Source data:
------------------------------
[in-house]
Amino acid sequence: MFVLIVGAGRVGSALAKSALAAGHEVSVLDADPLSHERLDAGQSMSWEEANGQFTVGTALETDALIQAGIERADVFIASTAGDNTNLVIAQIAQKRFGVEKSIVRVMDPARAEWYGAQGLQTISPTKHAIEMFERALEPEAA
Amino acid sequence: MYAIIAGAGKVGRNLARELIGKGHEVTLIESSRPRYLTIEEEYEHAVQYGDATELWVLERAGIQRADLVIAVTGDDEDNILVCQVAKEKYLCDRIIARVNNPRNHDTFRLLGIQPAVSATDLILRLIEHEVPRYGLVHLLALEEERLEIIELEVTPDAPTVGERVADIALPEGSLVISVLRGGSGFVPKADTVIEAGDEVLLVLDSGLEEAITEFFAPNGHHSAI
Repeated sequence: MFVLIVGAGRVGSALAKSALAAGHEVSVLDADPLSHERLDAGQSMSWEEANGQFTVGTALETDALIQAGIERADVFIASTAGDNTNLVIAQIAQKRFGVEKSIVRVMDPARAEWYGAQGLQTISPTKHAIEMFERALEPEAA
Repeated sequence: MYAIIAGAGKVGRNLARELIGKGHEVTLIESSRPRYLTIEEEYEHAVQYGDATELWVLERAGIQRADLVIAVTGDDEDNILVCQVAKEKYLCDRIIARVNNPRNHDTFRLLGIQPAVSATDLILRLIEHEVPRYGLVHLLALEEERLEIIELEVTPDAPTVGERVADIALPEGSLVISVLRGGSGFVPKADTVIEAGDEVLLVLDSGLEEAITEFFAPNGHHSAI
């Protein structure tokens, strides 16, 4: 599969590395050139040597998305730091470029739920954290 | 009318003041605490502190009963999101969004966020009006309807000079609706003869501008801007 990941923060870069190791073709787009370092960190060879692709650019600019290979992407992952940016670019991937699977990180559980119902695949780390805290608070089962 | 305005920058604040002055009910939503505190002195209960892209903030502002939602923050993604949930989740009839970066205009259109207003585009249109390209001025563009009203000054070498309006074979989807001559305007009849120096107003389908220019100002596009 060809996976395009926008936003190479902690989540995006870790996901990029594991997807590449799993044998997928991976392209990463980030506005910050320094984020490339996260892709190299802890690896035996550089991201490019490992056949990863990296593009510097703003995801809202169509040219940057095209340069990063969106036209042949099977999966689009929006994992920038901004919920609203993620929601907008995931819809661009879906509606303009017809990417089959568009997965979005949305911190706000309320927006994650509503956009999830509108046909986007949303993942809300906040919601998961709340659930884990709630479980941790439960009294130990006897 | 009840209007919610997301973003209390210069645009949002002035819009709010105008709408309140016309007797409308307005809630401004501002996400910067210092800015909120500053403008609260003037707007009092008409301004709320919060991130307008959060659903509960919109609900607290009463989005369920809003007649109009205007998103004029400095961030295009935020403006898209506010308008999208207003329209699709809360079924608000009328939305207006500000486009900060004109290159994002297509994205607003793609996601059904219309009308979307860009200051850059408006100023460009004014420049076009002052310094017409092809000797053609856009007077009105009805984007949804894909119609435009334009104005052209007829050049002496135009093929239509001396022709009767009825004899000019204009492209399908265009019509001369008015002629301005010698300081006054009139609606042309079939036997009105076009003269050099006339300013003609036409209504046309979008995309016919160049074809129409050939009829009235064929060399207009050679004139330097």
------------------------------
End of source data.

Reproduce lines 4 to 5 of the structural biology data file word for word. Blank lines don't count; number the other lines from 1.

Repeated sequence: MFVLIVGAGRVGSALAKSALAAGHEVSVLDADPLSHERLDAGQSMSWEEANGQFTVGTALETDALIQAGIERADVFIASTAGDNTNLVIAQIAQKRFGVEKSIVRVMDPARAEWYGAQGLQTISPTKHAIEMFERALEPEAA
Repeated sequence: MYAIIAGAGKVGRNLARELIGKGHEVTLIESSRPRYLTIEEEYEHAVQYGDATELWVLERAGIQRADLVIAVTGDDEDNILVCQVAKEKYLCDRIIARVNNPRNHDTFRLLGIQPAVSATDLILRLIEHEVPRYGLVHLLALEEERLEIIELEVTPDAPTVGERVADIALPEGSLVISVLRGGSGFVPKADTVIEAGDEVLLVLDSGLEEAITEFFAPNGHHSAI